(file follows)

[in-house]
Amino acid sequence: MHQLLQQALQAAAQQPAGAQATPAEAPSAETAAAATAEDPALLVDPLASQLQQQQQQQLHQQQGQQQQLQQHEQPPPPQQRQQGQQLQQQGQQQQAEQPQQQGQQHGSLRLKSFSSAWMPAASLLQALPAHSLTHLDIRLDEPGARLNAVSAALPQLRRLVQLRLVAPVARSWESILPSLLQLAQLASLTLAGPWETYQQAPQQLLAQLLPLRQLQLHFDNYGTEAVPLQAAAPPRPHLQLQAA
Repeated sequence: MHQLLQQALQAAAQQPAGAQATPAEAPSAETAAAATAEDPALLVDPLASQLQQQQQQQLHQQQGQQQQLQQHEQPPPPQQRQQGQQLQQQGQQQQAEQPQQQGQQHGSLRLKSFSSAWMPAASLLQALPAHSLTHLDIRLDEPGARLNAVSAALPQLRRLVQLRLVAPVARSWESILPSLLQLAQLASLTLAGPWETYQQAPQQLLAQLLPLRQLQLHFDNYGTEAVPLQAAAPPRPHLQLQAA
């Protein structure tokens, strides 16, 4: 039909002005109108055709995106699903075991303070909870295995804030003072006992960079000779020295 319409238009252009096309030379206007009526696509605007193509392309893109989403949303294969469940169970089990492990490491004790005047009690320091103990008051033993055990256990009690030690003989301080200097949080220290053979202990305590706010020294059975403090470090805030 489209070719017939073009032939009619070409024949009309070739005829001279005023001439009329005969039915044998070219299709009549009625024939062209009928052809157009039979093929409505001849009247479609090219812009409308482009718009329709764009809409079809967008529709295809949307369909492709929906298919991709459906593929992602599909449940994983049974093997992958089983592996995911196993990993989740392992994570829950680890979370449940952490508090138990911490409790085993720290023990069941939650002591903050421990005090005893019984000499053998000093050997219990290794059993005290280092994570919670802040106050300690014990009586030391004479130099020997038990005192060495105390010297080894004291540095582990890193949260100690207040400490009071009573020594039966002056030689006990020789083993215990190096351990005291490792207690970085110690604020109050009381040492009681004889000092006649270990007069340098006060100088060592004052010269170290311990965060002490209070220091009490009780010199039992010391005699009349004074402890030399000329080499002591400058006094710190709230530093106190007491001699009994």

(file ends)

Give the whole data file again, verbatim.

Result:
[in-house]
Amino acid sequence: MHQLLQQALQAAAQQPAGAQATPAEAPSAETAAAATAEDPALLVDPLASQLQQQQQQQLHQQQGQQQQLQQHEQPPPPQQRQQGQQLQQQGQQQQAEQPQQQGQQHGSLRLKSFSSAWMPAASLLQALPAHSLTHLDIRLDEPGARLNAVSAALPQLRRLVQLRLVAPVARSWESILPSLLQLAQLASLTLAGPWETYQQAPQQLLAQLLPLRQLQLHFDNYGTEAVPLQAAAPPRPHLQLQAA
Repeated sequence: MHQLLQQALQAAAQQPAGAQATPAEAPSAETAAAATAEDPALLVDPLASQLQQQQQQQLHQQQGQQQQLQQHEQPPPPQQRQQGQQLQQQGQQQQAEQPQQQGQQHGSLRLKSFSSAWMPAASLLQALPAHSLTHLDIRLDEPGARLNAVSAALPQLRRLVQLRLVAPVARSWESILPSLLQLAQLASLTLAGPWETYQQAPQQLLAQLLPLRQLQLHFDNYGTEAVPLQAAAPPRPHLQLQAA
């Protein structure tokens, strides 16, 4: 039909002005109108055709995106699903075991303070909870295995804030003072006992960079000779020295 319409238009252009096309030379206007009526696509605007193509392309893109989403949303294969469940169970089990492990490491004790005047009690320091103990008051033993055990256990009690030690003989301080200097949080220290053979202990305590706010020294059975403090470090805030 489209070719017939073009032939009619070409024949009309070739005829001279005023001439009329005969039915044998070219299709009549009625024939062209009928052809157009039979093929409505001849009247479609090219812009409308482009718009329709764009809409079809967008529709295809949307369909492709929906298919991709459906593929992602599909449940994983049974093997992958089983592996995911196993990993989740392992994570829950680890979370449940952490508090138990911490409790085993720290023990069941939650002591903050421990005090005893019984000499053998000093050997219990290794059993005290280092994570919670802040106050300690014990009586030391004479130099020997038990005192060495105390010297080894004291540095582990890193949260100690207040400490009071009573020594039966002056030689006990020789083993215990190096351990005291490792207690970085110690604020109050009381040492009681004889000092006649270990007069340098006060100088060592004052010269170290311990965060002490209070220091009490009780010199039992010391005699009349004074402890030399000329080499002591400058006094710190709230530093106190007491001699009994």